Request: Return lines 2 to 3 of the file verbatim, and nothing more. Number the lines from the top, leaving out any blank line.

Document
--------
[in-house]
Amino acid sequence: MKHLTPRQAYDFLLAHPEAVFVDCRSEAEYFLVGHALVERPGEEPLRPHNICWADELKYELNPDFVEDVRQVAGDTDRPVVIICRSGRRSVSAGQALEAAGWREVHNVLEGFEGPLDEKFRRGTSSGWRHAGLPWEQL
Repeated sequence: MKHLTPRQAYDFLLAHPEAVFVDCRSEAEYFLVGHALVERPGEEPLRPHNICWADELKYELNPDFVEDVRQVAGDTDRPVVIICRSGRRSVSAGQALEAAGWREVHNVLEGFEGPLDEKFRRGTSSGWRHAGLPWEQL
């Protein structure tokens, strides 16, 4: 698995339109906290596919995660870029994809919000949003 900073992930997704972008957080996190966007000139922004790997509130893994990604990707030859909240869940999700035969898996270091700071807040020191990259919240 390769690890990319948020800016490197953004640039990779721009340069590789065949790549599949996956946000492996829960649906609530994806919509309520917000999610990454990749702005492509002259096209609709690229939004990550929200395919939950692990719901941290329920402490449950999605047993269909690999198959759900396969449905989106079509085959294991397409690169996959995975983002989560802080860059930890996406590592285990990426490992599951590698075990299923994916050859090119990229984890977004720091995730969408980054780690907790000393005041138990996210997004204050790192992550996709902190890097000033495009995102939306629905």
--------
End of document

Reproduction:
Amino acid sequence: MKHLTPRQAYDFLLAHPEAVFVDCRSEAEYFLVGHALVERPGEEPLRPHNICWADELKYELNPDFVEDVRQVAGDTDRPVVIICRSGRRSVSAGQALEAAGWREVHNVLEGFEGPLDEKFRRGTSSGWRHAGLPWEQL
Repeated sequence: MKHLTPRQAYDFLLAHPEAVFVDCRSEAEYFLVGHALVERPGEEPLRPHNICWADELKYELNPDFVEDVRQVAGDTDRPVVIICRSGRRSVSAGQALEAAGWREVHNVLEGFEGPLDEKFRRGTSSGWRHAGLPWEQL